STEPHEN Craggs took the title of Arable Farmer of the Year in 2013 and won the award for a second time this year.

However, the business has undergone radical changes since the original title win, with the majority of the farm now used for growing ancient grains which are sold into specialised markets.

Spelt wheat was the first alternative crop to be introduced at East Close Farm in County Durham.

That was back in 2015 and three other ancient wheat varieties have since been added; Emmer, Einkorn and rye.

Previously, the farm grew a large acreage of continuous wheat, with oilseed rape used as a break crop.

Unusually for a unit in the North of England, it is a past winner of the Milling Wheat Challenge, which is awarded by NABIM (National Association of British and Irish Millers).

The soil is mainly a grade three clay loam and has been extensively drained.

The diversification business was set up in response to changes in consumer demand and a drive to supply direct to customers, rather than selling to grain merchants.

It found a gap in the market for ingredients that were naturally high in protein and fibre and the farm now works in conjunction with a local mill to produce a range of goods.

Marketed under the brand name Craggs and Co, ancient grain products in the range include flour for artisan bakeries, pearled spelt for making commercial soups and salads and flakes for cereal manufacture. In addition, flour is sold in 1kg bags to farm shops, food halls and health food outlets.

The diversification capitalises on a number of modern trends, explained Mr Craggs.

“British provenance has become increasingly important, and our spelt grain is already displacing imports.

“Every load of grain from an individual field is recorded, as traceability is a key priority for our customers.

“There is a growing number of people who are becoming intolerant to the gluten in modern hybrid wheat varieties, where it tends to be found at much higher levels, compared with ancient grains.

“In the latter, the gluten is also more soluble and easier to digest.

“Ancient grains have a higher protein and fibre content than some of the more contemporary varieties.

“These qualities are popular with consumers who looking for a healthier lifestyle and they have also been linked to benefits to gut health.

“Great taste is another advantage and in our opinion, ancient grain products have a fuller flavour compared with standard products.

“This year we have won several Great Taste awards, including two stars for our Wholegrain Emmer Flour, two stars for our Wholegrain Einkorn Flour and two stars for our Dark Rye Flour,” he added.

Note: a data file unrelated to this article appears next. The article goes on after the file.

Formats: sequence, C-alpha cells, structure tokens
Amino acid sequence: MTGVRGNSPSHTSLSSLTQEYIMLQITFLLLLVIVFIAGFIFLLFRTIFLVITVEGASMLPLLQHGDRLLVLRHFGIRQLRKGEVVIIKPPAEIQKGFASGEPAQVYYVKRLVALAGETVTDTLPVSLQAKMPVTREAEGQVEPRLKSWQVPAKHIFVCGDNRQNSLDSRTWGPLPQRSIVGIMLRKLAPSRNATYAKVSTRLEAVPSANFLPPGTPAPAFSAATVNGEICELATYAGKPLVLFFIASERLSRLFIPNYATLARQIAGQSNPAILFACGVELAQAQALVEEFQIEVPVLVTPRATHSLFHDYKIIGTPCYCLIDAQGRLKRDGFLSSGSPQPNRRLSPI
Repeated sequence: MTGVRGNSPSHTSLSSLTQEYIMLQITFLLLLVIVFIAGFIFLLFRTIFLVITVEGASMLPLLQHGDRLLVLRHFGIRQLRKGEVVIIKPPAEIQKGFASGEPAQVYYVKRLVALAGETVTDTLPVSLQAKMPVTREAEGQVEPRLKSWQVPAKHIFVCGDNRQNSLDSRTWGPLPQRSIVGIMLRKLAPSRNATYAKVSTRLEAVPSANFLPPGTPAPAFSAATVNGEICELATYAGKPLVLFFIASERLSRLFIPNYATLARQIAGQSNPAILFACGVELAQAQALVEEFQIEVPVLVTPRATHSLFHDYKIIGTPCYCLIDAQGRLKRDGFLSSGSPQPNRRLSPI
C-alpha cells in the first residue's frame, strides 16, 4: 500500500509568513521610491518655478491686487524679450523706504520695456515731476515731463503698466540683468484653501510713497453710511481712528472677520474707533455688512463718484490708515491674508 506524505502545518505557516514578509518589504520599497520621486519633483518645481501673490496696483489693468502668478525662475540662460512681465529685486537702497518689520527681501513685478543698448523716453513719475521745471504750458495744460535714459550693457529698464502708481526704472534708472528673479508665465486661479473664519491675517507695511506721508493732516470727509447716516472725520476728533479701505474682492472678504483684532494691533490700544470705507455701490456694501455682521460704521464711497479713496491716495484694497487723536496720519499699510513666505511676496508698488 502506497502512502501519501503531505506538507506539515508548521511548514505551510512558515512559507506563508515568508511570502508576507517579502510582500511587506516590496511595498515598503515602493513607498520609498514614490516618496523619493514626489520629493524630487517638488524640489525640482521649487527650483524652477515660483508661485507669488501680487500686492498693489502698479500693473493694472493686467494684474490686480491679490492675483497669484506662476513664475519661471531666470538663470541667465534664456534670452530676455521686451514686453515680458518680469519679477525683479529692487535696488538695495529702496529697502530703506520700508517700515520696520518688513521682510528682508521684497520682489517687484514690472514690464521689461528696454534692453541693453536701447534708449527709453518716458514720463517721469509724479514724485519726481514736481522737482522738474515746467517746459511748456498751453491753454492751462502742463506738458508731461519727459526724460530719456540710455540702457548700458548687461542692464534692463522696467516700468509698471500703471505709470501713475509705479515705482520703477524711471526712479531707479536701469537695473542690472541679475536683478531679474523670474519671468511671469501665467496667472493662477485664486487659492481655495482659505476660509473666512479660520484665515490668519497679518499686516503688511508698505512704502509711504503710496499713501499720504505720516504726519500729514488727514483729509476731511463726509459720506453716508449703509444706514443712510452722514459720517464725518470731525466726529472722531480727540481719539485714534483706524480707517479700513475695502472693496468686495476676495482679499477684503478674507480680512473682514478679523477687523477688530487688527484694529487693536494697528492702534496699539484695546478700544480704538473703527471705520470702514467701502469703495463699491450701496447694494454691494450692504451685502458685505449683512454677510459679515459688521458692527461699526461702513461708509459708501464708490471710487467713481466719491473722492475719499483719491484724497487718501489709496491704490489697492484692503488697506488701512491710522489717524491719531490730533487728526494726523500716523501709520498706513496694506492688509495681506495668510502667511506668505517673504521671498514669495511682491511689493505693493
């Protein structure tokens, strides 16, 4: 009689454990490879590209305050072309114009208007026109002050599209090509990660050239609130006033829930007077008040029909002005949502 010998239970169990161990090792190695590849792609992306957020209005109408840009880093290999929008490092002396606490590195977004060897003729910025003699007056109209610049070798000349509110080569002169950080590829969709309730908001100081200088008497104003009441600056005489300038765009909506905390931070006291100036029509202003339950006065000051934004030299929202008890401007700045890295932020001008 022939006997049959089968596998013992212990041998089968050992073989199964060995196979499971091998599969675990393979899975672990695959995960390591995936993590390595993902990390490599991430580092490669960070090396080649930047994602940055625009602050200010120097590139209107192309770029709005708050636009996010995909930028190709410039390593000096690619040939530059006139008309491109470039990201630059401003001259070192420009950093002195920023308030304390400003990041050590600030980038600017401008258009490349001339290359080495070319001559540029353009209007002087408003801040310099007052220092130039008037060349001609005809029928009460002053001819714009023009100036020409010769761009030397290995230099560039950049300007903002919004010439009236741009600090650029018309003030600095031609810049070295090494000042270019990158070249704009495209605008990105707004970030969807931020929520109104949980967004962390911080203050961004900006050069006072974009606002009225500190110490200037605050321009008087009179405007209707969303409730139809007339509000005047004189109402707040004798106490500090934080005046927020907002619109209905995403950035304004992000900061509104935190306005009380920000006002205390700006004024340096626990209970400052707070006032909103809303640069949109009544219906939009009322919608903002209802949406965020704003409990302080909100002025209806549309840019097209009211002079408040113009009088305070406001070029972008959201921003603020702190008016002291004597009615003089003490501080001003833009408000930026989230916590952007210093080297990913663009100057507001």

New customers are continually being found in this specialised market and demand has increased dramatically. To strengthen the supply chain, growers from as far away as Scotland and Leicestershire produce ancient grains for the company and others are being sought.

There is an in-house haulage business for the collection of the harvested grain and the firm now produces most of its own seed. East Close spans 2,300 acres, with roughly 80 per cent of the land dedicated to the growing of ancient grains and standard wheats sown on the remainder.

While ancient grain seed is more expensive compared with standard varieties, there are savings to be made on inputs, Mr Craggs pointed out.

“Spelt is grown in a husk and does not respond to inputs in the same way as modern wheat.

“Once the weeds have been controlled, the crop us fairly self-sufficient. There is a reduced requirement for fertiliser, pesticides, drying and labour costs, as well as an increase in straw yields, so there are substantial savings to be made per acre.

“The sowing and cultivation equipment is standard, although the protective husks mean that drill settings may need adjustment to prevent blockages.”

The sustainability element of the new model was another reason why the business stood out for the judges. After the husks have been removed, they are used to generate power for three biomass boilers, which in turn supply heat to dry the grain.

“Husk removal is the element of the process which has prevented the wider uptake of the growing and marketing of ancient grains; it has historically been confined to cottage industry-scale enterprises.

“Our specialised machinery was imported from Switzerland and has allowed us to access and supply larger markets.”

Mr Craggs and his team are currently investigating the potential for the export of ancient grains to other countries and will continue to build the customer base.

“Now that we have growers producing on our behalf, there is room for the business to expand still further. It has been a learning curve, but diversifying into ancient varieties and adding value has given the business a firm footing for the future,” said Mr Craggs.